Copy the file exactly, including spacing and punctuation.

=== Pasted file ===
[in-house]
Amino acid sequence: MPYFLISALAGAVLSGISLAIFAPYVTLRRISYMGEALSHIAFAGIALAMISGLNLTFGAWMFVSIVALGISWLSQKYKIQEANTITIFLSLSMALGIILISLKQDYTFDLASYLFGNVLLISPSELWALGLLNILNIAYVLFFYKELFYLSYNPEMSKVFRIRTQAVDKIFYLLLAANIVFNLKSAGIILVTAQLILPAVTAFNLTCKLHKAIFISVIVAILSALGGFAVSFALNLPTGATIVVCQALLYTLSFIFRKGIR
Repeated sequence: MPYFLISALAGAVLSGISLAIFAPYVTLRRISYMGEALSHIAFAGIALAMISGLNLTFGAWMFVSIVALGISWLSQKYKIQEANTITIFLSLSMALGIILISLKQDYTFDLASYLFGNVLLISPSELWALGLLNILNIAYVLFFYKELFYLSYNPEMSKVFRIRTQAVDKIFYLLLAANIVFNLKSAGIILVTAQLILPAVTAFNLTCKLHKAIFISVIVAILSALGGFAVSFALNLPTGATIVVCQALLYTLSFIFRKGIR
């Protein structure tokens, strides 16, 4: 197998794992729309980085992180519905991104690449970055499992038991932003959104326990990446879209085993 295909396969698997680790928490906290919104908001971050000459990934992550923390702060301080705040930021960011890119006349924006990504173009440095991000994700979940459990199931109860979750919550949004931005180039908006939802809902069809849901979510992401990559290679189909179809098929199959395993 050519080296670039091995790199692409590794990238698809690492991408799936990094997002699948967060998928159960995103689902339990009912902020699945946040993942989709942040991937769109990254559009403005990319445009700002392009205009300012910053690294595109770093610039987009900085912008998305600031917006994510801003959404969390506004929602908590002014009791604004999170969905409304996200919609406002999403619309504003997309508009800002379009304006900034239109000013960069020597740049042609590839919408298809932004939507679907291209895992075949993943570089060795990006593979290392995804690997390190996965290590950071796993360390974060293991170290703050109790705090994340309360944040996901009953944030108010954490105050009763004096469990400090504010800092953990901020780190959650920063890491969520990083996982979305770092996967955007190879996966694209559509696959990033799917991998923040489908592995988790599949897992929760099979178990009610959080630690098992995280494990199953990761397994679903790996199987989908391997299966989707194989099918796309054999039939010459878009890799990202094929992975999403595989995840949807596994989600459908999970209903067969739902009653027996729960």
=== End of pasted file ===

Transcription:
[in-house]
Amino acid sequence: MPYFLISALAGAVLSGISLAIFAPYVTLRRISYMGEALSHIAFAGIALAMISGLNLTFGAWMFVSIVALGISWLSQKYKIQEANTITIFLSLSMALGIILISLKQDYTFDLASYLFGNVLLISPSELWALGLLNILNIAYVLFFYKELFYLSYNPEMSKVFRIRTQAVDKIFYLLLAANIVFNLKSAGIILVTAQLILPAVTAFNLTCKLHKAIFISVIVAILSALGGFAVSFALNLPTGATIVVCQALLYTLSFIFRKGIR
Repeated sequence: MPYFLISALAGAVLSGISLAIFAPYVTLRRISYMGEALSHIAFAGIALAMISGLNLTFGAWMFVSIVALGISWLSQKYKIQEANTITIFLSLSMALGIILISLKQDYTFDLASYLFGNVLLISPSELWALGLLNILNIAYVLFFYKELFYLSYNPEMSKVFRIRTQAVDKIFYLLLAANIVFNLKSAGIILVTAQLILPAVTAFNLTCKLHKAIFISVIVAILSALGGFAVSFALNLPTGATIVVCQALLYTLSFIFRKGIR
């Protein structure tokens, strides 16, 4: 197998794992729309980085992180519905991104690449970055499992038991932003959104326990990446879209085993 295909396969698997680790928490906290919104908001971050000459990934992550923390702060301080705040930021960011890119006349924006990504173009440095991000994700979940459990199931109860979750919550949004931005180039908006939802809902069809849901979510992401990559290679189909179809098929199959395993 050519080296670039091995790199692409590794990238698809690492991408799936990094997002699948967060998928159960995103689902339990009912902020699945946040993942989709942040991937769109990254559009403005990319445009700002392009205009300012910053690294595109770093610039987009900085912008998305600031917006994510801003959404969390506004929602908590002014009791604004999170969905409304996200919609406002999403619309504003997309508009800002379009304006900034239109000013960069020597740049042609590839919408298809932004939507679907291209895992075949993943570089060795990006593979290392995804690997390190996965290590950071796993360390974060293991170290703050109790705090994340309360944040996901009953944030108010954490105050009763004096469990400090504010800092953990901020780190959650920063890491969520990083996982979305770092996967955007190879996966694209559509696959990033799917991998923040489908592995988790599949897992929760099979178990009610959080630690098992995280494990199953990761397994679903790996199987989908391997299966989707194989099918796309054999039939010459878009890799990202094929992975999403595989995840949807596994989600459908999970209903067969739902009653027996729960």